MORGANTOWN, W.Va. – A group of students and teachers at West Virginia University have created a COVID-19 public service announcement (PSA) for children using puppets.

The Three Pigs and Wolfey Learn About Preventing COVID

The PSA entitled “The Three Pigs and Wolfey Learn About Preventing COVID” was created by Mary McClung, a professor of costume design and puppetry, along with her students. The six and a half minute video covers everything from how far we should be social distancing to how long to handwash.

“We just wanted to do something for kids around the country and even around our state, just get something out there,” McClung said. “Plus, I want my puppetry students to have something to do because we aren’t doing shows for our season now because of COVID. We ended up just being really careful when we were shooting it.”

In the end, McClung said it took two weeks of work involving seven students and two faculty. Jacob Currence, a graduate teaching assistant with the WVU Puppet Mobile, was one of the helping hands.

The pigs measuring out six feet using a tape rule

He, too, said the motivation was helping children, but also WVU students who haven’t had many performing opportunities because of the coronavirus pandemic.

“We really wanted it to be an opportunity for our puppetry students to have something recorded,” he said. “Because a lot of them want to go out into the world and show the kind of work that they can do, so it was a really good opportunity for that as well.”

Now that the video has been made, McClung and Currence said they are really only interested in hearing what the kids have to say. They said that is the metric by which they measure their success.

So far, things are looking up. Currence said he is promoting the video through his own Facebook Page. Plus, his mom, who’s a teacher, is sharing it with other teachers in her network.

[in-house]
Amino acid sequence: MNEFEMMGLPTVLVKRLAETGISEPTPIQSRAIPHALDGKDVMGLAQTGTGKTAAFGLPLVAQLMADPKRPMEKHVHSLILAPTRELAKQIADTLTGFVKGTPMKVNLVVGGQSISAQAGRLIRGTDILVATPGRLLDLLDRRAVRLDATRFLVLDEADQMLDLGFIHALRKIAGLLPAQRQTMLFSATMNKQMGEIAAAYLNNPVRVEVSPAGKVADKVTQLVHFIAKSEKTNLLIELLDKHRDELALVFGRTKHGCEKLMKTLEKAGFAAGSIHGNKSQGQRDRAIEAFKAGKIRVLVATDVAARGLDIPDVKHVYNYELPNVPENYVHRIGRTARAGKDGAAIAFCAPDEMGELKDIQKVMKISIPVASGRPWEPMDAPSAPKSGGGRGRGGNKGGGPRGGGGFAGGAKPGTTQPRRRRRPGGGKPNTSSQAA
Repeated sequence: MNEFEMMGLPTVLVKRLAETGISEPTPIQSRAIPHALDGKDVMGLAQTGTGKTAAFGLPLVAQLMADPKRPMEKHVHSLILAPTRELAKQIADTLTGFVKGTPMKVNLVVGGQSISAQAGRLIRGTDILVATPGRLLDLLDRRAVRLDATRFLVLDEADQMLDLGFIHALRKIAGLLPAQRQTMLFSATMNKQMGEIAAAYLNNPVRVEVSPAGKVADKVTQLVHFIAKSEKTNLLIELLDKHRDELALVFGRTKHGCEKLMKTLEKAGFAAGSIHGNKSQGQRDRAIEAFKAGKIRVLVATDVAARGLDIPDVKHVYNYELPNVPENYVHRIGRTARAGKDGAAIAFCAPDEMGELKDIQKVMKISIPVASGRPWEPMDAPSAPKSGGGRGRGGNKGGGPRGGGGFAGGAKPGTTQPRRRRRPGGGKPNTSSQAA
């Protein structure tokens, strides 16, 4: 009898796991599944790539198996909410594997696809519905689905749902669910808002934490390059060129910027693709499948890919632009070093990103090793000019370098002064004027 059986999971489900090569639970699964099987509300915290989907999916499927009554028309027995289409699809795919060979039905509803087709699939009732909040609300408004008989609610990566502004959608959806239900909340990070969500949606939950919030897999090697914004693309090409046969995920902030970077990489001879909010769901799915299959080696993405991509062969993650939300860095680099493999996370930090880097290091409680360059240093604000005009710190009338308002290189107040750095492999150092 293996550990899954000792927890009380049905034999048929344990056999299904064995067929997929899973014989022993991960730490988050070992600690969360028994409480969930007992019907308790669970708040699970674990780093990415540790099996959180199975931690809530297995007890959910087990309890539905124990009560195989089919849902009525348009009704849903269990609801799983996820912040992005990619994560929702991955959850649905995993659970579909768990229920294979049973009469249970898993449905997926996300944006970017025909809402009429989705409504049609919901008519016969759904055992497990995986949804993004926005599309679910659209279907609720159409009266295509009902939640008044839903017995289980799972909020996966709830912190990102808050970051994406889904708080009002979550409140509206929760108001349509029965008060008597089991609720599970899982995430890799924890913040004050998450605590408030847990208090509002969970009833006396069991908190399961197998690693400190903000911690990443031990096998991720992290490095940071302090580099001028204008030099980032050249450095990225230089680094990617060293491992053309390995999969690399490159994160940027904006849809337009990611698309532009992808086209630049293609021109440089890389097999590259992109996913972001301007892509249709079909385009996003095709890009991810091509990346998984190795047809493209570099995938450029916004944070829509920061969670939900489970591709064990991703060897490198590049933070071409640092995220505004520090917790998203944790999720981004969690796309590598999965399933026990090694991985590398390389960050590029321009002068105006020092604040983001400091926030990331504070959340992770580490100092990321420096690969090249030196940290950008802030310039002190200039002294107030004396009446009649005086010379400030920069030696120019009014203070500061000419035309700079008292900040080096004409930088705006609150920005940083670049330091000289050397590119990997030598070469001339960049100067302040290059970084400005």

Currence’s Facebook post about the PSA

For her part, McClung said, she is sending the video to schools around West Virginia and the region, reaching even into Pennsylvania.

The professor said parents are reporting their children are laughing and learning. Currence said he can even see that in his own home.

“I have a niece at home and she is about six years old, so really about the age range that we were hitting on communicating with,” Currence said. “And they said she started singing happy birthday as the length of time to wash your hands. She now does that and they say she does extra dramatic faces and really gets into it. But she kept up with that to know she should wash her hands and sing happy birthday for the proper length of time.”

Knowing that their work is bringing smiles to children’s faces while they learn valuable lessons was always the goal of this project, McClung said.

“We just want kids to enjoy, we’re not charging anything,” McClung said. “We’re not trying to get anything out of it other than we just want to do something for the kids and teachers and just trying to help. We love it, we really love it and we had such a good time doing it, that was the thing. It was really wonderful.”

One of the pigs reminding children to wear a mask

Currence said all of this joy and excitement is part of what teaching and learning puppetry about.

In a way, he said, WVU Puppet Mobile got the chance to kill three birds with one stone through the creation of this PSA.

“Because we’re promoting this language of health and safety, we’re giving our students an opportunity, but we’re also giving the community something in return,” he said.

Now that children seem to really enjoy their creation and WVU students learned from this experience, McClung and Currence said they could see themselves doing this again.

“Quite frankly, this was so successful and our students loved it so much that we’re going to keep doing this,” McClung said. “I’m really excited that it happened. It happened as a result of something that was really bad, but it had a great result, so I can see it continuing.”